It was now well into Sunday afternoon and it was time for us to consider heading back to Palmerston North. I wanted to go check out Mt. Taranaki, but was easily dissuaded by the considerable cloud cover around the peak and the kids request to hit another beach.
We took the long way home along Taranaki's Highway 45 - the Surf Highway - that hugs the coast and provides access to some of New Zealand's top surfing beaches. We picked Opunake Beach at random to spend a few more hours absorbing the late afternoon rays.
We finally made it home around 7:00pm after an excellent beach weekend in New Plymouth. All of our noses were a little singed and it took several days to finally dislodge all the fine black sand from just about everywhere and everything. Nevertheless, despite some of the challenges, New Plymouth was a tidy town with great beaches and well worth a visit. Five thumbs up.
So, you're wondering what happened to the fiasco at The Garlic Press? A few days after our return home, I found the manager's e-mail address online somewhere and wrote him a very nasty message.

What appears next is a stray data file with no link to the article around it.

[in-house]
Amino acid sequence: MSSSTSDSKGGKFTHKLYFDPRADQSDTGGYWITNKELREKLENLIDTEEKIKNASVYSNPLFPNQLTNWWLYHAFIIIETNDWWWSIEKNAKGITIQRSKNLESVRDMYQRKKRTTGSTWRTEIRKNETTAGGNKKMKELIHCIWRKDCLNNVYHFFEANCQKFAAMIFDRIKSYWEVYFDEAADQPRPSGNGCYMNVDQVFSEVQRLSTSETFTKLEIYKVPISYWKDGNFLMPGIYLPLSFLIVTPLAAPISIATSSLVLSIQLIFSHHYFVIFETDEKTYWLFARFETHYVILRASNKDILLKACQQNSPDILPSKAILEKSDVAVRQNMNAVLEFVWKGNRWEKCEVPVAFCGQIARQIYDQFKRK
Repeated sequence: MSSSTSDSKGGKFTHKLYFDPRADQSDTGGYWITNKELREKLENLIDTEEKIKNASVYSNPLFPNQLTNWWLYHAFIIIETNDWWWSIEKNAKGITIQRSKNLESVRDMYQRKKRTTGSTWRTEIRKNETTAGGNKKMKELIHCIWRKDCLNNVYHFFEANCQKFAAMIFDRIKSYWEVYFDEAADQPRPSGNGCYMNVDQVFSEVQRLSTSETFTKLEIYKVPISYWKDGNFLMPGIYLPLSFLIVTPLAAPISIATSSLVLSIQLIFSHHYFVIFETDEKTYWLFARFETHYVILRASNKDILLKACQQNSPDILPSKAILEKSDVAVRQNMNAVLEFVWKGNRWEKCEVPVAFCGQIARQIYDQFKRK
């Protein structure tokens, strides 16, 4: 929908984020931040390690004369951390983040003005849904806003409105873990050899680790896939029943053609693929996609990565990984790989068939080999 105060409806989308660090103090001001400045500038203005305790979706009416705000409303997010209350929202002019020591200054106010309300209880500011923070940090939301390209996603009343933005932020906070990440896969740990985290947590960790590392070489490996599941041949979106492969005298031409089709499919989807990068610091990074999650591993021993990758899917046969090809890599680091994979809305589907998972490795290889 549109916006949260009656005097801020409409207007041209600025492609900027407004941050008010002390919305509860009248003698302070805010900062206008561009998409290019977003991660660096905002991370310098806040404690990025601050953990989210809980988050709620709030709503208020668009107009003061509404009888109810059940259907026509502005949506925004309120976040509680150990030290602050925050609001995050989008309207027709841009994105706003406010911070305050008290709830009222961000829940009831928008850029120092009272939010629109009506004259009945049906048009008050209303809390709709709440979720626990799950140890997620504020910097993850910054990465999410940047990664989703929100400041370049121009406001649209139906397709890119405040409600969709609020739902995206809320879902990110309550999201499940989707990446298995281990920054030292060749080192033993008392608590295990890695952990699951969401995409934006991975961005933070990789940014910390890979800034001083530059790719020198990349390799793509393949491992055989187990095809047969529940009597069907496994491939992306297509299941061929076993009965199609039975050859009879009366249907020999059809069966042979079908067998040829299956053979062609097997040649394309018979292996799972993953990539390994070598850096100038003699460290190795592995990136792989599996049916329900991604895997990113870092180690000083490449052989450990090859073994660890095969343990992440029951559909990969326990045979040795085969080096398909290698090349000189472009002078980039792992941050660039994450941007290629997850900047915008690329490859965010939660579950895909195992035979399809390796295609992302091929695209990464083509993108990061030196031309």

I reminded him that New Zealand is not famous for its gourmet restaurants but for the friendly welcoming manner of the people that live here. I pointed out that his locale had distinguished itself as the only restaurant among many we have visited in New Zealand (and the rest of the world for that matter) that felt compelled to refuse us entry on account of our children and this most un-Kiwi-like gesture would surely earn The Garlic Press scorn and ridicule among visitors to several popular tourist and restaurant-review web sites where I would post negative reviews.
He replied the next morning with a horrified e-mail that said that there was a children's menu and children were of course welcome in his restaurant at any time and the actions seemed to stem from one person who was working her last shift at the restaurant and was keen to close up to throw herself a party. He offered to send me a bottle of wine. I'm still waiting.
Next post: Incredible Queenstown & the Southern Alps.